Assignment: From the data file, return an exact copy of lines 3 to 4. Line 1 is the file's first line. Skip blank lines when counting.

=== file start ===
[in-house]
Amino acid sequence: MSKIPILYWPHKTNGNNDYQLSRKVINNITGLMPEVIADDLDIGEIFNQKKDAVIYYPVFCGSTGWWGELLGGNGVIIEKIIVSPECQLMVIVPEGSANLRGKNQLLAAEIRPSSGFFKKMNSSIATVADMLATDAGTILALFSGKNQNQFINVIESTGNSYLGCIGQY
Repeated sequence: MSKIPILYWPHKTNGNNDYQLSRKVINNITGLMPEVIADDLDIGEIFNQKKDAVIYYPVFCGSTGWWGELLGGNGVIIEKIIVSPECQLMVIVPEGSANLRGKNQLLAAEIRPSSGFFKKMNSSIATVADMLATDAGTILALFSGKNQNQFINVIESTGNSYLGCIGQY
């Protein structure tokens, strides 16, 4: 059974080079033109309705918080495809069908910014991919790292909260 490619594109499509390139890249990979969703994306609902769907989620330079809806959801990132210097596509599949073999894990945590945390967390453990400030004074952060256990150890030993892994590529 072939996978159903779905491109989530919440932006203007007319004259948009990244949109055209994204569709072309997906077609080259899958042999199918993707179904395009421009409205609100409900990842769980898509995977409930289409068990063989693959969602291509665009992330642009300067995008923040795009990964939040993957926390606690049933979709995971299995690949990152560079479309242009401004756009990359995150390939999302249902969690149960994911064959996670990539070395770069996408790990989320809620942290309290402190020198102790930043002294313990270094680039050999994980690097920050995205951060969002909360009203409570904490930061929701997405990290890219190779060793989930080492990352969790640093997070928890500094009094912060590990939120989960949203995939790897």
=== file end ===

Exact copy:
Repeated sequence: MSKIPILYWPHKTNGNNDYQLSRKVINNITGLMPEVIADDLDIGEIFNQKKDAVIYYPVFCGSTGWWGELLGGNGVIIEKIIVSPECQLMVIVPEGSANLRGKNQLLAAEIRPSSGFFKKMNSSIATVADMLATDAGTILALFSGKNQNQFINVIESTGNSYLGCIGQY
């Protein structure tokens, strides 16, 4: 059974080079033109309705918080495809069908910014991919790292909260 490619594109499509390139890249990979969703994306609902769907989620330079809806959801990132210097596509599949073999894990945590945390967390453990400030004074952060256990150890030993892994590529 072939996978159903779905491109989530919440932006203007007319004259948009990244949109055209994204569709072309997906077609080259899958042999199918993707179904395009421009409205609100409900990842769980898509995977409930289409068990063989693959969602291509665009992330642009300067995008923040795009990964939040993957926390606690049933979709995971299995690949990152560079479309242009401004756009990359995150390939999302249902969690149960994911064959996670990539070395770069996408790990989320809620942290309290402190020198102790930043002294313990270094680039050999994980690097920050995205951060969002909360009203409570904490930061929701997405990290890219190779060793989930080492990352969790640093997070928890500094009094912060590990939120989960949203995939790897």